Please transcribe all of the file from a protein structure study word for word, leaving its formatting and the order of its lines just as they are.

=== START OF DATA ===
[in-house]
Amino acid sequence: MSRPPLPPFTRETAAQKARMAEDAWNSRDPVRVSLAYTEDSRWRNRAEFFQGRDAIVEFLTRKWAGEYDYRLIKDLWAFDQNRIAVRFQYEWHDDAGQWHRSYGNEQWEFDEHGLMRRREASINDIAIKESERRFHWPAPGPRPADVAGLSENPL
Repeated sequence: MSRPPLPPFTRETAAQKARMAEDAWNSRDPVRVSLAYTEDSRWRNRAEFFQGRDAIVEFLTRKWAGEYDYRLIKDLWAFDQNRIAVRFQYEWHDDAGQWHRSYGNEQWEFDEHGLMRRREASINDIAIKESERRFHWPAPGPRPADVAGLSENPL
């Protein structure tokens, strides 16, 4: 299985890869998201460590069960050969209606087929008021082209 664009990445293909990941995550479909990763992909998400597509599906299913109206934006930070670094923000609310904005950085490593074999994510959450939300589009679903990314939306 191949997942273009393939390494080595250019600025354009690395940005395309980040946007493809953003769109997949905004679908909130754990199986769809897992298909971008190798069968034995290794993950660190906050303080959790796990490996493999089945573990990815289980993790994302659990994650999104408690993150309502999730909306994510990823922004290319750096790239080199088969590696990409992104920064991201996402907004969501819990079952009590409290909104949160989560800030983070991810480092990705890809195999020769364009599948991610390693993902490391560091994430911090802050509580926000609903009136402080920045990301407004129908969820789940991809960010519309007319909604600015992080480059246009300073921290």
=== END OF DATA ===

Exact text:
[in-house]
Amino acid sequence: MSRPPLPPFTRETAAQKARMAEDAWNSRDPVRVSLAYTEDSRWRNRAEFFQGRDAIVEFLTRKWAGEYDYRLIKDLWAFDQNRIAVRFQYEWHDDAGQWHRSYGNEQWEFDEHGLMRRREASINDIAIKESERRFHWPAPGPRPADVAGLSENPL
Repeated sequence: MSRPPLPPFTRETAAQKARMAEDAWNSRDPVRVSLAYTEDSRWRNRAEFFQGRDAIVEFLTRKWAGEYDYRLIKDLWAFDQNRIAVRFQYEWHDDAGQWHRSYGNEQWEFDEHGLMRRREASINDIAIKESERRFHWPAPGPRPADVAGLSENPL
């Protein structure tokens, strides 16, 4: 299985890869998201460590069960050969209606087929008021082209 664009990445293909990941995550479909990763992909998400597509599906299913109206934006930070670094923000609310904005950085490593074999994510959450939300589009679903990314939306 191949997942273009393939390494080595250019600025354009690395940005395309980040946007493809953003769109997949905004679908909130754990199986769809897992298909971008190798069968034995290794993950660190906050303080959790796990490996493999089945573990990815289980993790994302659990994650999104408690993150309502999730909306994510990823922004290319750096790239080199088969590696990409992104920064991201996402907004969501819990079952009590409290909104949160989560800030983070991810480092990705890809195999020769364009599948991610390693993902490391560091994430911090802050509580926000609903009136402080920045990301407004129908969820789940991809960010519309007319909604600015992080480059246009300073921290």